Special equipment: Paint brushes Plastic candy molds Pastry bags and tips
Painted Royal Icing Cookies: Bake a couple of extra practice cookies from the scraps of dough to test paint colors and techniques on.
Use a pastry bag with a small round tip or a zip top bag with a corner snipped off to outline and then cover the cookie with royal icing. Allow royal icing covered cookies to dry 24 hours before painting.
For painting the background of the cookies, dilute food colors with water until desired color is achieved. (Test color on one of your practice cookies.)
To add outlines and details, use concentrated food color or edible food color pens.
While the "paint" is still wet, sprinkle with edible glitter to add an extra sparkle to your cookies.
Candy Melts Molded Cookies: You can use either heat resistant or non-heat resistant molds for these cookies. Heat resistant molds can filled with the cookie dough and baked in the oven. Non-heat resistant molds can be used to mold the cookie dough only. If you are using non-heat resistant molds, make sure you are using cookie dough that won't spread too much in the oven.
Paint melted candy melts into the details of the mold. Allow the detailed areas to harden. Fill in the mold with a background color, making sure that you can't see through the mold when you hold it up to a light. Be careful not to overfill the mold with the candy melts. If you fill the mold completely, the candy top will not fit snugly against the cookie base. Place the filled molds in the freezer until the candy is cold. Remove the molds from the freezer and carefully release the candy. Secure the top to the cookie with a dab of melted candy melts.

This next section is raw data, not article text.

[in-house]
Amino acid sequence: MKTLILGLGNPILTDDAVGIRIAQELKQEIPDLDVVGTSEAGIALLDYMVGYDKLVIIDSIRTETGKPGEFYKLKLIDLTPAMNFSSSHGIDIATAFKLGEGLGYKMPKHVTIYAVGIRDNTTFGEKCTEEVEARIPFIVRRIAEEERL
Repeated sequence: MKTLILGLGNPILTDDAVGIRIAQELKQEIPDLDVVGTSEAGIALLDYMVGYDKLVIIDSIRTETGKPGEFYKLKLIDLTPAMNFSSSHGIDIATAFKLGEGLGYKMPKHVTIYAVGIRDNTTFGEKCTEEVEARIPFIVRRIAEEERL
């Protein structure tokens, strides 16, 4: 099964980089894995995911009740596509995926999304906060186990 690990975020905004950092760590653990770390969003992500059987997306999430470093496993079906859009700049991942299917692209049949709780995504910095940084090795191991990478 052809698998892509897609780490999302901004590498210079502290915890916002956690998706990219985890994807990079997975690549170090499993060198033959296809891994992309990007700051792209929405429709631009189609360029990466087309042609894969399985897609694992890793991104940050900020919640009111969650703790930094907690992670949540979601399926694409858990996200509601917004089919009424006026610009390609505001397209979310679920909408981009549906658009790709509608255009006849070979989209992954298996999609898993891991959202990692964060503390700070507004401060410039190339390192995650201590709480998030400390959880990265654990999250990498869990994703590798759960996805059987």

Luster dust brushed on the candy tops adds a beautiful sheen to your cookies.
Tinted Royal Icing Cookies: Outline the area of the cookie to be covered using a pastry bag with a small round tip or a zip top bag with the corner snipped off and quickly fill-in the center of the cookie with royal icing.
When icing sets, outline and fill-in adjoining areas with additional colors of royal icing.
Details can be piped on in complementary or contrasting colors of royal icing after the base color has hardened.
Fondant Molded Cookies: You can use either heat resistant or non-heat resistant molds for these cookies. Heat resistant molds can filled with the cookie dough and baked in the oven. Non-heat resistant molds can be used to mold the cookie dough only. If you are using non-heat resistant molds, make sure you are using cookie dough that won't spread too much in the oven.
Using the same molds you used to bake the cookies to decorate these cookies. Lightly dust the mold with powdered sugar and press fondant into the molds. Using a small offset spatula carefully remove the fondant. Secure the fondant to the cookie using a small bit of buttercream icing.
You can create detail in the fondant covered cookies by using different colors. Press small bits of fondant into the details of the mold you want to highlight and then fill in with a background color.
Luster dust applied to the fondant adds an extra special sparkle to your cookies.
The fondant can be painted with food coloring or with edible food color pens to add extra details to the cookies.
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